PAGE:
The PPU needs to be told how it interacts with the ground (point, linear, planar), and where the center of mass is with respect to that interaction. Then when you go to pick up your refrigerator, it will kitty corner exactly as you'd expect if you grabbed it in real life (don't try this at home) and the result will be that it is rotating in a predictable way when you leave it floating with the Gravity Gun v2.0. When you throw it, the rotation should continue, and it should also contribute to how it lands.

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Third:Your refrigerator v2.0 has to come down eventually (as long as gravity is on), right?

Many, many factors change exactly what happens at this, the most important, stage in the refrigerator-toss (you were throwing it to hit something or someone, right?). Measurements necessary for the refrigerator include its velocity at impact (linear and rotational), its momenta (linear and rotational) and how rigid it is in every respect. Measurements necessary for the surface it hits include its density and malleability, its friction (both surface and composite), and the smoothness of its surface (is it covered with bolders?).

Your PC game will very most likely include a canned "damaged refrigerator" texture and maybe a "damaged ground" texture. You'll be lucky if you get a "damaged ground" and some variation in how the refrigerator actually moves. This way, the game needn't know anything about what I said above. It's computationally cheap and easy to recreate.

The PPU Approach
Here is where the PPU allegedly shines. Apparently it will know whether the refrigerator tumbles, rolls or slides and exactly how much of each. It will also know how to dent the refrigerator and exactly how the ground should be reshaped as a result of this whole exatravaganza. If the fridge is very stiff and lands flat on a big rock, it should probably crack or shear or even disintegrate the rock. And it should bounce or collapse on itself in a reasonable way. These are a bunch of calculations using a bunch of interrelated measurements that have to be handled at >30fps continually.

If I throw a fridge almost perfectly straight up and it lands in very soft sand, it should probably send up a cloud of sand and bury itself. If i throw it at a low angle, but really quickly, it could probably shear a guy's arm off on its way down if it hit him just right. The PPU should show you this correctly.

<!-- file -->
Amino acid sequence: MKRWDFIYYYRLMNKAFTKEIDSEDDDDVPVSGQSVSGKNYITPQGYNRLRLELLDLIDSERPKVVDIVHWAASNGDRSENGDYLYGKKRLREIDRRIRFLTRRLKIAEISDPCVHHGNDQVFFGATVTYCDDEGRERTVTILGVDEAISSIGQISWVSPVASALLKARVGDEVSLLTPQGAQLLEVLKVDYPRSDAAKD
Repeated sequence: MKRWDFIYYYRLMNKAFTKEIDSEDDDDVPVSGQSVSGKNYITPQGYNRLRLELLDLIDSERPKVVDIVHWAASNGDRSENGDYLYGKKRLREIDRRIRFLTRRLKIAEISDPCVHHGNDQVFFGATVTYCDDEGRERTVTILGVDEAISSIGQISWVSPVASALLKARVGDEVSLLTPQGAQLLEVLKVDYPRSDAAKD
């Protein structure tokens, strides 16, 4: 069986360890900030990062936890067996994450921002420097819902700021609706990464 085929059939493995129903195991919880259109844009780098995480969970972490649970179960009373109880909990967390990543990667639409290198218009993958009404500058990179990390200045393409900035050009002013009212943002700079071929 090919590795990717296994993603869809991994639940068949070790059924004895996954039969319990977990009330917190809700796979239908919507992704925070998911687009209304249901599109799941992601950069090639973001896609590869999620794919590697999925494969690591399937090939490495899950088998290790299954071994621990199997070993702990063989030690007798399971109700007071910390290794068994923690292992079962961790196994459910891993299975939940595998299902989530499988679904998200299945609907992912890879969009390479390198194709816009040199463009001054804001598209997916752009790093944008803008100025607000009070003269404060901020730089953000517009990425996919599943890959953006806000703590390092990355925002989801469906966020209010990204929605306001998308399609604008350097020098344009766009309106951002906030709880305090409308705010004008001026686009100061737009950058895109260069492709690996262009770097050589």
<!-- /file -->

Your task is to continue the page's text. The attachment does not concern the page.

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These are just a few simple things I can think of to discuss the benefits of using a PPU. Other necessary things will be the interaction of MANY objects similar to the refrigerator (an avalanche, a bunch of rocks falling off a cliff, the L-train collapsing, grenade fallout blah blah blah). Currently, either the detailed particles don't interact, they don't exist (common), or they interact in a pre-planned way that's identical every time regardless of changes in the trigger (at what speed and angle did that car hit that ramp and come off of it?)

It's also necessary to understand that the PPU enables whole destructible environments, which means that instead of just seeing the same bullethole textured over that fence over and over again, and then along the concrete wall, and then the paper house in Japan, and finally on that depleted-uranium tank armor you'll see specific differences in interaction. The little impact crater from the bullet should appear more clearly in concrete, whereas the bullet should ricochet or flatten on the heavy metal, and should cut right through the paper and probably through the fence (although the wood may want to splinter depending on the weapon).

Considering the complete variability of the whole playing arena that a PPU provides, it's absolutely sensible to understand what the CPU will be doing: keeping track of every part of the arena you're NOT currently changing (after i blew up the building it burned a little, and a half-empty fuel tank exploded sending burning liquid all over, and some other stuff got melted, but then it remained static).

So now the game needs to remember the relationships between a WHOLE BUNCH of changed states instead of just the map and the location of a few of the bulletholes (as is currently done to "preserve realism").

a PPU will bring an exciting realistic edge to games of all genres once authors learn to fully harness and focus its potential. It will also create exactly what they describe: a fully immersive environment. And with this extra realism comes extra computing cost.

Your system will strain just as hard to keep the game up, but everything will have that "interactive edge" we all drooled about when 3Dfx started this.

Then you also have to consider the increasing complexity of effective AI. If you are a rogue secret agent being pursued by thirty members of a SWAT team while carrying information that will incriminate the President, you at least want to be chased by people whose movements are dictated by self-aware intelligence (so the game can't cheat) and whatever their weapon specialty tells them they should do (a machine-gunner should run after you while a sniper should climb something; the other way around would be pretty stupid).

I hope that helps with some of the ambiguity. Sorry it's such a long read.

~ dan ~


From:

http://www.nvnews.net/vbulletin/showthread.php?t=71213&page=2

Pretty dang good explanation. That was in a topic about the GPU accelerating physics in place of the PPU.